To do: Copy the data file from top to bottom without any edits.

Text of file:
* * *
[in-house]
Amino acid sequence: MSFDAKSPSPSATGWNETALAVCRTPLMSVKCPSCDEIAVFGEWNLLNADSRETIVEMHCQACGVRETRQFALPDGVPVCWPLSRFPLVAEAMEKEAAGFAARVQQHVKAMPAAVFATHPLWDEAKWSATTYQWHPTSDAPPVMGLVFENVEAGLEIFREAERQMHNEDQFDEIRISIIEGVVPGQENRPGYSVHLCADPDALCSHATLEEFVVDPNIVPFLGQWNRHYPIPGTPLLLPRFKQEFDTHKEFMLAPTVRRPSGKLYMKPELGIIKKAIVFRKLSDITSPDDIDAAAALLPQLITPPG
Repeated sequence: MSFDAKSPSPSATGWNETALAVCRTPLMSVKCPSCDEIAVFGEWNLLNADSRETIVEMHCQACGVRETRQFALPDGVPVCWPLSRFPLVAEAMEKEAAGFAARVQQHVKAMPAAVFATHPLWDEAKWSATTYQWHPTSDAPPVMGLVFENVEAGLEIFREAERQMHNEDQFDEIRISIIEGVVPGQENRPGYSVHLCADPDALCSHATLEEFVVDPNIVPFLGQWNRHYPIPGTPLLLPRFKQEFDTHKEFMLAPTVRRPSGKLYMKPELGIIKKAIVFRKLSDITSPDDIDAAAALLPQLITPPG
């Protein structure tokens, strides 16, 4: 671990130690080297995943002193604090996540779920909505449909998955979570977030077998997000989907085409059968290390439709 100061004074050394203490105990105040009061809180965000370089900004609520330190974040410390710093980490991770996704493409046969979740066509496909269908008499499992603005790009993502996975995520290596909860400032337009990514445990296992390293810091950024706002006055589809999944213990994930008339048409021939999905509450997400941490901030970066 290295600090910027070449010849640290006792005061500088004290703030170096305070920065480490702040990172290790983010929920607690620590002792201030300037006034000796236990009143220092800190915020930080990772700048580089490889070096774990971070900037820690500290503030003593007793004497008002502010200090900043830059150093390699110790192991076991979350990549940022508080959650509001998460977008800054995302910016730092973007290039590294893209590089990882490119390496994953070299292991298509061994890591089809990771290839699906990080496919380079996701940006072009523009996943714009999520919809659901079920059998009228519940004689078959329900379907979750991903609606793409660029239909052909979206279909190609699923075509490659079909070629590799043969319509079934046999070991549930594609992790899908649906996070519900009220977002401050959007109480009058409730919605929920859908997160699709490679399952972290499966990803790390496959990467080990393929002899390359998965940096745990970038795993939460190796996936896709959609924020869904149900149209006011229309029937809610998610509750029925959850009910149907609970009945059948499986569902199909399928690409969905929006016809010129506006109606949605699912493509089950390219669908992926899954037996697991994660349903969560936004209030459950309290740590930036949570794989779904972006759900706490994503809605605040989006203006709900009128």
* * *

[in-house]
Amino acid sequence: MSFDAKSPSPSATGWNETALAVCRTPLMSVKCPSCDEIAVFGEWNLLNADSRETIVEMHCQACGVRETRQFALPDGVPVCWPLSRFPLVAEAMEKEAAGFAARVQQHVKAMPAAVFATHPLWDEAKWSATTYQWHPTSDAPPVMGLVFENVEAGLEIFREAERQMHNEDQFDEIRISIIEGVVPGQENRPGYSVHLCADPDALCSHATLEEFVVDPNIVPFLGQWNRHYPIPGTPLLLPRFKQEFDTHKEFMLAPTVRRPSGKLYMKPELGIIKKAIVFRKLSDITSPDDIDAAAALLPQLITPPG
Repeated sequence: MSFDAKSPSPSATGWNETALAVCRTPLMSVKCPSCDEIAVFGEWNLLNADSRETIVEMHCQACGVRETRQFALPDGVPVCWPLSRFPLVAEAMEKEAAGFAARVQQHVKAMPAAVFATHPLWDEAKWSATTYQWHPTSDAPPVMGLVFENVEAGLEIFREAERQMHNEDQFDEIRISIIEGVVPGQENRPGYSVHLCADPDALCSHATLEEFVVDPNIVPFLGQWNRHYPIPGTPLLLPRFKQEFDTHKEFMLAPTVRRPSGKLYMKPELGIIKKAIVFRKLSDITSPDDIDAAAALLPQLITPPG
């Protein structure tokens, strides 16, 4: 671990130690080297995943002193604090996540779920909505449909998955979570977030077998997000989907085409059968290390439709 100061004074050394203490105990105040009061809180965000370089900004609520330190974040410390710093980490991770996704493409046969979740066509496909269908008499499992603005790009993502996975995520290596909860400032337009990514445990296992390293810091950024706002006055589809999944213990994930008339048409021939999905509450997400941490901030970066 290295600090910027070449010849640290006792005061500088004290703030170096305070920065480490702040990172290790983010929920607690620590002792201030300037006034000796236990009143220092800190915020930080990772700048580089490889070096774990971070900037820690500290503030003593007793004497008002502010200090900043830059150093390699110790192991076991979350990549940022508080959650509001998460977008800054995302910016730092973007290039590294893209590089990882490119390496994953070299292991298509061994890591089809990771290839699906990080496919380079996701940006072009523009996943714009999520919809659901079920059998009228519940004689078959329900379907979750991903609606793409660029239909052909979206279909190609699923075509490659079909070629590799043969319509079934046999070991549930594609992790899908649906996070519900009220977002401050959007109480009058409730919605929920859908997160699709490679399952972290499966990803790390496959990467080990393929002899390359998965940096745990970038795993939460190796996936896709959609924020869904149900149209006011229309029937809610998610509750029925959850009910149907609970009945059948499986569902199909399928690409969905929006016809010129506006109606949605699912493509089950390219669908992926899954037996697991994660349903969560936004209030459950309290740590930036949570794989779904972006759900706490994503809605605040989006203006709900009128």